Self-Employed Burnout: How to Rest When You Want to Keep Making a Difference

October 4, 2021

Words on pink background with colorful star confetti and rochelle's face, laying down and looking distressed. The words say Slef Care for Solopreneurs: How to Rest when you're burned out, October 4 2021 on Compassionate Side Hustle Strategy

Facing self-employed burnout is a real struggle for many, but finding effective rest strategies can turn the tide. This post dives into practical ways to combat common symptoms like procrastination, loss of creativity, and physical exhaustion. It's tailored for the pragmatic 21-year-old audience looking for actionable advice on achieving a healthier work-life balance and prioritizing self-care without the fluff.

Words on pink background with colorful star confetti and rochelle's face, laying down and looking distressed. The words say Slef Care for Solopreneurs: How to Rest when you're burned out, October 4 2021 on Compassionate Side Hustle Strategy

From one overachieving self-employed helper to another, I have a semi-honest but admittedly sarcastic question for you: Why can't the result of working extra hard for way too long just have amazing, long-lasting results for you and everyone involved, all the time? Is that too much to ask of the world?

You're probably here because:

  • You've been told that you need to rest. And if you're like me, you don't know how so you're researching it.
  • You've spent hours, weeks, or months making powerful content, learning new entrepreneurial skills, buying one too many deals on Appsumo (yeah, same!).
  • You invested thousands in that one course or program so you feel obligated to go back and implement it  (even though it's possibly outdated by now, because online marketing trends shift and change every time you fill up your gas tank, which is more often than any of us are willing to admit)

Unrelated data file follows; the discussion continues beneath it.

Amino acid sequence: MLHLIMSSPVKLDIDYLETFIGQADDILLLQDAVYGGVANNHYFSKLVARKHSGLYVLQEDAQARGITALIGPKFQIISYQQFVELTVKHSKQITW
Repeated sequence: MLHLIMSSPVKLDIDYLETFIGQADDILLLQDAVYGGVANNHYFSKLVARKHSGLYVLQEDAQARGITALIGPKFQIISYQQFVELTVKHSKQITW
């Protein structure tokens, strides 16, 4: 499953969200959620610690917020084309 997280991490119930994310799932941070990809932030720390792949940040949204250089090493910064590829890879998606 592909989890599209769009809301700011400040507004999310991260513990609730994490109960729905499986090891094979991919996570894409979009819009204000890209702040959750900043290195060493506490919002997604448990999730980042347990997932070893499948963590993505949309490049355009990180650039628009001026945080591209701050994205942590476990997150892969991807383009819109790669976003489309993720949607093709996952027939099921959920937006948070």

While your side hustle may not be your full time job yet, the best time to implement a solid resting and recovery practice is NOW.

You know you need rest. So instead of spending the next few weeks trying to become an expert at email marketing or Instagram hashtag research, let's make sure you don't fall into the same trap as everyone else by burning yourself out (and possibly sabotaging the success that awaits you!)

Symptoms of self-employed burnout

  1. Procrastination. You know you need to do important things, but you're not doing them.
  2. Loss of self-confidence. What used to be a great plan now seems too big to handle, or not worth pursuing after all.
  3. A lack of creativity: writer's block, artist's block, low sense of passion or inner drive.
  4. Physical fatigue or even exhaustion.
  5. Difficulty sleeping, either falling asleep or staying asleep. Not to mention the nightmares!
  6. Unexpected feelings of loneliness and isolation: You're doing this all alone, you don't have any help or support, and you're SO aware of it.
  7. Feelings of bitterness, jealousy, or envy when you see other solopreneurs sharing their successes online, even though you know it's a highlight reel (but really, did she HAVE to show a tour of her brand new 3-bedroom home?)
  8. A general thought or belief that you're burning out (If you think you are, it's most likely true.)

10 Ways to get some rest now so you don't burn out later

Let your boss know that you're taking a week off.

If you're self-employed, this is a very quick message, because you are your own boss. If it helps, put a sticky note on your monitor that says "Closed, Out of Office until Monday" and then tape a piece of paper to cover the keyboard. Whatever it takes. You can do whatever you want with your free time, you just can't work. If you feel like you'll be tempted check in, I recommend completely uninstalling your email and social media apps from your phone.

Practice staying hydrated

I know this isn't specifically related to burnout, but while you're taking some time off is a good time to re-establish good water-drinking habits. Treat yourself to a cute reusable bottle and figure out how many times you need to refill it to get your "full" water intake in a day. Since I work from home, I have a large plastic tumbler and I know that if I drink two of them per day, I feel good (despite how many times I have to go pee, but that's another topic). I have a timer that pops up on my phone at the same time in the afternoon every day, asking me if I've finished my first cup of the day. If I have, great! If not, then I take a minute to hydrate. Simple, but it works!